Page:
You may think of bees as annoying, stinging pests or cute, fluffy balls, but their most important role is as pollinators of food plants. There are almost 20,000 different species of bees, many of which provide essential services to humans and ecosystems. In the United States alone there are around 3,500 species.
Bees are a group of animals that include a handful of different families. The best-known group, Apidae, includes honey-bees and bumblebees and have a shared “hivemind.” These collective bees dominate most peoples image of bees. However, 98% of bee species are naturally solitary, living without a queen or hive. Many nest in the ground, others form biological plastics to keep their homes dry. The many adaptations of bees are impressive and contain an amazing amount of diversity.
Another common misconception is that wasps are bees. Wasps share many characteristics with bees. Both wasps and bees are classified in the order Hymenoptera (along with ants.) There are 30,000 unique species of wasps. You can tell wasps from bees by their narrow waist that connects their abdomen to their thorax. Wasp nests are papery and made from wood fiber, compared to the waxy hives of bees.
In recent years, bee populations have been declining globally. Increased rates of colony collapse disorder, climate change, and other factors have contributed to these changes. These changes have sparked fear that bees may go extinct, leaving us without essential pollination services. As a result, researchers are even exploring creating robotic replacements for bees.
The American Fish and Wildlife Service has recognized the severe decline in some threatened wild bee populations. In 2016, seven species of Hawaiian yellow-faced bees were placed on the endangered species list. In 2017 the rusty patch bumble bee (Bombus affinis) was designated as an endangered species. This was the first bumblebee species to receive this classification. This provides these species some protection under the endangered species act.
In addition, the International Union for Conservation of Nature (IUCN) lists 16 species of bees as vulnerable, 18 as endangered and 9 as critically endangered globally. However, these endangered species include American native bee species that are not on the endangered species list. Groups in California are pushing to protect these species.
The great diversity among species of bees means that there is a great risk of losing species before we understand them. Many bee species have developed extremely complex and intricate relationships with plant species. These relationships provide pollination for plants that could otherwise never reproduce. With the loss of bees comes the loss of many plants.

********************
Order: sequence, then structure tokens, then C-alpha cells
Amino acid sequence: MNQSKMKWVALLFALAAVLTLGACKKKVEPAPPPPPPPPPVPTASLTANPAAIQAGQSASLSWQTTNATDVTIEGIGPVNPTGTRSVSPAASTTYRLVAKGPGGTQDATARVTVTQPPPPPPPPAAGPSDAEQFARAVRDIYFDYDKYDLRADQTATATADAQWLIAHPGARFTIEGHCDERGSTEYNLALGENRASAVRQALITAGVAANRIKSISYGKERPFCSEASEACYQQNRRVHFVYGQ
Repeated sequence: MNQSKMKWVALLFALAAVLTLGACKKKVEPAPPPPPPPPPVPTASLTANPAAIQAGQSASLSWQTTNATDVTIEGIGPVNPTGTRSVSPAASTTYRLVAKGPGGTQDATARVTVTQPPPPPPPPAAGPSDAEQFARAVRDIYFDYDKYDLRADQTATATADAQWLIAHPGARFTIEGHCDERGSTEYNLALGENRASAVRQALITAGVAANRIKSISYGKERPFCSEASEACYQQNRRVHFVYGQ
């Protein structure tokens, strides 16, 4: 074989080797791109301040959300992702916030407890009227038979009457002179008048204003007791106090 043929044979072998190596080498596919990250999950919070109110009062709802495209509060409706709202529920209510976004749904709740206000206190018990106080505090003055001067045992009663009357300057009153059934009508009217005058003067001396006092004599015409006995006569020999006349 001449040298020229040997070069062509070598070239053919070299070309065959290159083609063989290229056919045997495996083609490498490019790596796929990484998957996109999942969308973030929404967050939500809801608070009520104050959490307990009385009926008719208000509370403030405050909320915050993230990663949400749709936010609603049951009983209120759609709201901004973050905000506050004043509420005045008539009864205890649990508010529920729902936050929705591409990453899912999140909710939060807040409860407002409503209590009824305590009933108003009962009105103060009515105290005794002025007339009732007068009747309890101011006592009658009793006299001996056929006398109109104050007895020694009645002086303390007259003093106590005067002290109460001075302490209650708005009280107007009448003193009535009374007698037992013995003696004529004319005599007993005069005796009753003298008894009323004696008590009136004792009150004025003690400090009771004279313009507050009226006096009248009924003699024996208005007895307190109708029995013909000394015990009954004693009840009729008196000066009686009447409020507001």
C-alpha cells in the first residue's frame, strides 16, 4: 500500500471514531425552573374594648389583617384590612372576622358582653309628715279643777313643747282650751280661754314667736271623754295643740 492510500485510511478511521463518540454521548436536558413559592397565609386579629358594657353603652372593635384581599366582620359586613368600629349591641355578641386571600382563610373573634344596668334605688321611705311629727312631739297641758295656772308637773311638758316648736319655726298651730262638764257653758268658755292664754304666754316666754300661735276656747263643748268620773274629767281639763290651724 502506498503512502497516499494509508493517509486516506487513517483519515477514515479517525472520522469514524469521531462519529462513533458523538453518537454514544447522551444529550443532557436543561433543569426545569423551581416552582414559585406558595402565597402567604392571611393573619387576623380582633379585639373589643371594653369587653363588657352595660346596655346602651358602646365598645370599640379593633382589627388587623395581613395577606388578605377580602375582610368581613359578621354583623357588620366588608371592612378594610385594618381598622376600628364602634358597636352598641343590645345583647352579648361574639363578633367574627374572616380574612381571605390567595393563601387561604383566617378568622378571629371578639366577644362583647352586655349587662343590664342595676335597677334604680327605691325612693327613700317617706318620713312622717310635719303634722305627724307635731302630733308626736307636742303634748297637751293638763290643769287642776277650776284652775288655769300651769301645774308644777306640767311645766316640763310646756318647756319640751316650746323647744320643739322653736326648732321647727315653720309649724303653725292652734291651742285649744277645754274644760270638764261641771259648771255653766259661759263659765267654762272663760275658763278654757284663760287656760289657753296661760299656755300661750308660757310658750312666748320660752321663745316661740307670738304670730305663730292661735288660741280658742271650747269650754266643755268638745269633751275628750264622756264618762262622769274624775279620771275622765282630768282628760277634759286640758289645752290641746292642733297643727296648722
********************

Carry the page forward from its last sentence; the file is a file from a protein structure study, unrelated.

The diversity and evolution of insects likely played a major role in the evolution of flowering plants. We could lose this diversity that has developed over hundreds of millions of years in just decades.
Humans rely upon bees to pollinate our food, as well as the many flowering plants we grow for all sorts of uses. In the wild, bees play an essential role in keeping our natural lands healthy.
However, human impacts are a serious threat to many species of bees.
The western honey bee (Apis mellifera) is the most important pollinator for agriculture. These bees are cultivated on every continent except Antarctica. This species plays a huge role in the food supply. As a result, they are domesticated and bred at a large scale.
In recent years, colony collapse disorder has risen for unknown reasons, harming many apiarists and farmers. Though honey bee populations have experienced substantial changes over the last few decades, they are not endangered.
One of the most likely culprits harming bee colonies is a common insecticide used on crops. Neonicotinoids are synthetic compounds derived from nicotine, a natural insecticide. These chemicals are often sprayed on seeds to prevent insects from eating them before they begin to grow. Studies have shown that these compounds may affect bees at extremely low concentrations. Additionally, these insecticides are neurotoxic to bees and cause harm to colonies even in non-deadly doses.
The loss of bees is not enough to fully explain changes in pollination. Decreasing bee diversity due to habitat fragmentation from agriculture may play a role. In addition, many pesticides have non-lethal effects on bee behavior. This may cause bees to pollinate less effectively, and has the potential to change how our forests and grasslands are pollinated.
Climate change also plays a significant role in threatening populations of bees and other pollinators. Changing seasonal trends in temperature, water availability, and season length can have significant impacts on flowering plants. Many of these species rely on these seasonal cues to know when to flower. Historically, pollinators have been in sync with these cycles. But when climate change disturbs these cycles, pollinators may emerge to find that all of the flowers have already bloomed, or that none are open yet. These complex relationships are difficult to predict, and changes to them ripple throughout the ecosystem.
There are only a few bee species classified as endangered. However, the many sudden changes to their environment pose a real threat. The incredible importance of bees makes it essential that we find ways to protect them.